Adsorption onto activated carbon is used during drinking water treatment mainly for the removal of compounds of low molecular weight that cannot be eliminated by coagulation, such as micropollutants, residual organic matter – the precursors of disinfection by-products (DBPs), cyanobacterial toxins, or substances affecting organoleptic properties of water (colour, odour, and taste). As part of our research, we deal mainly with the adsorption of organic matter produced by cyanobacteria and algae, i.e., algal organic matter (AOM), and with the adsorption of anthropogenic micropollutants. We focus on evaluating the efficiency of their adsorption onto different types of activated carbon as well as alternative adsorbents (e.g., a novel TiO2-based adsorbent). Additionally, we conduct detailed characterisation of the adsorbents; we investigate the effects of different adsorption factors, especially of the solution properties, on the course and efficiency of adsorption; and last but not least, we aim to identify and describe the involved adsorption mechanisms. We are able to verify our essential lab-based findings at a pilot-scale, and subsequently participate in applying them to practice in cooperation with drinking water treatment plants.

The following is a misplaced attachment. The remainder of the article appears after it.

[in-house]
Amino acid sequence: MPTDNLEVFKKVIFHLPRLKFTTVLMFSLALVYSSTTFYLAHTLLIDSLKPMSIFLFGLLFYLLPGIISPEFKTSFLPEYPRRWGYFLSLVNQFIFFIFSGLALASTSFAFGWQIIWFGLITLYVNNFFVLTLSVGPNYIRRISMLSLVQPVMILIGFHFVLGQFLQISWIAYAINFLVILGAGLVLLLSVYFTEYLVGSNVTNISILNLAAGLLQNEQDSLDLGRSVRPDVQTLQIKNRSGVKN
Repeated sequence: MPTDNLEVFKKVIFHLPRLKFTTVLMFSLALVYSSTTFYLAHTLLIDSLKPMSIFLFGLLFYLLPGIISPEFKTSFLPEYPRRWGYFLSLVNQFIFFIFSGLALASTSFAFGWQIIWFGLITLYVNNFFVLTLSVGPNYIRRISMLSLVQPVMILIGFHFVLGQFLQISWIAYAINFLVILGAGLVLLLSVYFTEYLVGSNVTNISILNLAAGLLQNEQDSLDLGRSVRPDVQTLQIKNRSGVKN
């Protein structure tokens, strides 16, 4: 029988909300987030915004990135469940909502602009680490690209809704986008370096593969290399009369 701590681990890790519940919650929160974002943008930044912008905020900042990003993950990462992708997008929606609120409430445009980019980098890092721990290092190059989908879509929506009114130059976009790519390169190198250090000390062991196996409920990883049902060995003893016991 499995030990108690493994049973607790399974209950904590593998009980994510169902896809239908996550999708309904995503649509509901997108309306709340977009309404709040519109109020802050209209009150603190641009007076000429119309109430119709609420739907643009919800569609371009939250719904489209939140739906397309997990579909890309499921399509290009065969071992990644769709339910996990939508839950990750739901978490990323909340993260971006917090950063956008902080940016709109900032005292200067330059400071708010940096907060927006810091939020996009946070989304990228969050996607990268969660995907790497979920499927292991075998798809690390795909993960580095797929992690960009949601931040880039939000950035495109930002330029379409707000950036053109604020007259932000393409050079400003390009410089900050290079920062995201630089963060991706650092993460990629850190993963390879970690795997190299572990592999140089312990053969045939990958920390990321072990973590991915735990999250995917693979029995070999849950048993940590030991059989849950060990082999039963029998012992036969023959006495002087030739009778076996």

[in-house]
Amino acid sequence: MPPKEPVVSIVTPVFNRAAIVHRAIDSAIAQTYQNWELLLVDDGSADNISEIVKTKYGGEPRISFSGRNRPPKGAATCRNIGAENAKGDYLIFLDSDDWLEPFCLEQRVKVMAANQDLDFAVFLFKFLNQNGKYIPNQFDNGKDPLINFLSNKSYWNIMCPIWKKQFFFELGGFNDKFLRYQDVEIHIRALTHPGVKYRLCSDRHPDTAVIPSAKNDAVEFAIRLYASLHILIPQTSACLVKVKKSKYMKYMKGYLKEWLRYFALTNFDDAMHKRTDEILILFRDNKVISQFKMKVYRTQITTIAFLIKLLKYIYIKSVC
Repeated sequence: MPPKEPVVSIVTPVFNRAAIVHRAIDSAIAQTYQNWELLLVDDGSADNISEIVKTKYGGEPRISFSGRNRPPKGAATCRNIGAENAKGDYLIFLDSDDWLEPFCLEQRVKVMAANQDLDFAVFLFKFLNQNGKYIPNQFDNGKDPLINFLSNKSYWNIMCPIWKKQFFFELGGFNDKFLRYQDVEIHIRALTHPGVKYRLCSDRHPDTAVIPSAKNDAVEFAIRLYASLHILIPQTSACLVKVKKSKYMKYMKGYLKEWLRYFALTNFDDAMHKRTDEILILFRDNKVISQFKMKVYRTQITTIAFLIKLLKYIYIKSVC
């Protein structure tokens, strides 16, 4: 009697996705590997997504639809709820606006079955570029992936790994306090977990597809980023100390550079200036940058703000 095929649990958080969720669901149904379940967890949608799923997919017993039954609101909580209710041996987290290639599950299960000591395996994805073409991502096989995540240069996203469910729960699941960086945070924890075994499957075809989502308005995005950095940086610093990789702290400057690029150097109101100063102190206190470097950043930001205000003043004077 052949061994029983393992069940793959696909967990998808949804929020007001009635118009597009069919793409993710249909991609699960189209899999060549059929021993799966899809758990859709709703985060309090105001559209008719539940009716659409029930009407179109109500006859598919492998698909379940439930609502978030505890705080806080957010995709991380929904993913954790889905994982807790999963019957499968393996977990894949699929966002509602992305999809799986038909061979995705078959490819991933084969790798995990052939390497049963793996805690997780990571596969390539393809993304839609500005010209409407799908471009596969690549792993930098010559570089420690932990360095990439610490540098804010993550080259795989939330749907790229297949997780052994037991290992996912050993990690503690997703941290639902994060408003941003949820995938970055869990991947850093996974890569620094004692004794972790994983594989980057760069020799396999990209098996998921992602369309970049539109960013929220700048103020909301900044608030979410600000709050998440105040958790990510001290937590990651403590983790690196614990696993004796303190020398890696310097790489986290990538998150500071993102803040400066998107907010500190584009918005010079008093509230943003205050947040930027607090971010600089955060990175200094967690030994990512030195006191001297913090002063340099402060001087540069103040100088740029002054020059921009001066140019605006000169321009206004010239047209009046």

Research Activities

  • Optimisation of the adsorption of AOM and anthropogenic micropollutants (pesticides, per- and polyfluoroalkyl substances, etc.) onto activated carbon
  • Research on the effects of individual adsorption factors on the adsorption efficiency of AOM and anthropogenic micropollutants
  • Research on competitive adsorption between AOM and anthropogenic micropollutants
  • Research on the adsorption of AOM and anthropogenic micropollutants onto mixed sorbents
  • Characterisation of activated carbon as an adsorbent used to eliminate AOM
  • Development and assessment of adsorption efficiency of new types of adsorbents